Prime Minister Netanyahu announced before pesach that he would lower the gas taxes by 15 agurot. However, he waited until no one was paying attention – due to the media focus on the Machpela House incident with Defense Minister Barak – to announce that 2% of government jobs would be cut in order to fund the tax reduction. Netanyahu explained that lowering taxes means shrinking the government, and, this time, cutting taxes means cutting public sector jobs. He emphasized that no one needs to be fired if enough workers embrace early retirement or quit, but conceded that this means the ministries will not be hiring for a long time.
Among those affected are the Justice Ministry, which will lose 134 jobs, Homeland Security Ministry (77), Health Ministry (48), Defense Ministry (45), Education Ministry (43), Industry and Trade Ministry (37), Prime Minister’s Office (35), Welfare Ministry (19), State Comptroller (12), and the President’s Office, which will need to lay off one worker.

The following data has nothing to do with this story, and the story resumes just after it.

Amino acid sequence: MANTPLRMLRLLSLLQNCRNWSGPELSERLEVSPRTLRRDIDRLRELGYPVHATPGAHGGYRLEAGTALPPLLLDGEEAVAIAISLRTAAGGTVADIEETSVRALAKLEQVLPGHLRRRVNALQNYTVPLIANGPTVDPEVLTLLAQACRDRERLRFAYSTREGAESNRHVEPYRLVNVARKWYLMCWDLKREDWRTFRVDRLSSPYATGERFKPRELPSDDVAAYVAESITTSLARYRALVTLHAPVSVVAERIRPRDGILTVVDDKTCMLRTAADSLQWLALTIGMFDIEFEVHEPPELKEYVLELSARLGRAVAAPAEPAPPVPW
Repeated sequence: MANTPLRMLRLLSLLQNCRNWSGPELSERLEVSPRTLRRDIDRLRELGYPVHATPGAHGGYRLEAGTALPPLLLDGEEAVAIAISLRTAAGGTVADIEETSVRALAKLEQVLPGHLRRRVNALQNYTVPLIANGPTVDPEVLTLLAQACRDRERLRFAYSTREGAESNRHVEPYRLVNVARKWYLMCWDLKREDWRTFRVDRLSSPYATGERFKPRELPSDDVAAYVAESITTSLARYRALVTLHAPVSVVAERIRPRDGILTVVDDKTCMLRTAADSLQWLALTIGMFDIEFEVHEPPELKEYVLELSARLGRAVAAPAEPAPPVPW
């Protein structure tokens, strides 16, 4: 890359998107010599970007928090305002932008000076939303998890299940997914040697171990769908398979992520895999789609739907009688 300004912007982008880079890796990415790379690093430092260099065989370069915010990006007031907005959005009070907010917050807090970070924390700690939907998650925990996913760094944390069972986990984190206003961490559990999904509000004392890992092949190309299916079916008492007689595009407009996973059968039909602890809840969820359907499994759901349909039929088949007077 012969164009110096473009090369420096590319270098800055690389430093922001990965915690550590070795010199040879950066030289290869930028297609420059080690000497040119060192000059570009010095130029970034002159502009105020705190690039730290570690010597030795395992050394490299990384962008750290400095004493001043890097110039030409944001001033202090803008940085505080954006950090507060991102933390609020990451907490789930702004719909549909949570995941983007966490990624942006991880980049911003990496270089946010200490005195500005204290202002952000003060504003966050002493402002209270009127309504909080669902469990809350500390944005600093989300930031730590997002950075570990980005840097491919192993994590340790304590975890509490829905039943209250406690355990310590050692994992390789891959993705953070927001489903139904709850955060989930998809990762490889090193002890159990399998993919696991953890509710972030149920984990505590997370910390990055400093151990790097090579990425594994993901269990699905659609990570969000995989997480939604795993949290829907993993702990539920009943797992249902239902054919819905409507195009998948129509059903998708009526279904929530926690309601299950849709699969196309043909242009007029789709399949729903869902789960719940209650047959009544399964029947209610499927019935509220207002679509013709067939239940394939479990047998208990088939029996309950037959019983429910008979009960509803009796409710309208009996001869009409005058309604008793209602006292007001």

There will be many exemptions. Minority workers will keep their jobs, since the government must reach its target of a 10% employment rate of affirmative action groups in the public sector by the end of 2012. In addition, pressure from various groups has succeeded in exempting soldiers, policemen, doctors and nurses in hospitals, and teachers from the cuts.
Netanyahu is known to be a master spin-doctor, and the way he managed to cut public sector jobs by 2% under everyone’s noses will surely be added to his list of spin-doctor achievements.Jeremy Saltan
About the Author: Jeremy Saltan is a frequent guest on various radio programs and and a veteran political analyst. He has run political campaigns in English and Hebrew for Israeli municipality, party institution, primary and general elections. Jeremy’s opinion pieces have been published, quoted or credited by Voice of America, Daily Beast, France 24, Washington Post, BBC, Al Jazeera, Foreign Policy, Jerusalem Post, Times of Israel, Israel National News and the Jewish Press and more.
If you don't see your comment after publishing it, refresh the page.
Our comments section is intended for meaningful responses and debates in a civilized manner. We ask that you respect the fact that we are a religious Jewish website and avoid inappropriate language at all cost.
If you promote any foreign religions, gods or messiahs, lies about Israel, anti-Semitism, or advocate violence (except against terrorists), your permission to comment may be revoked.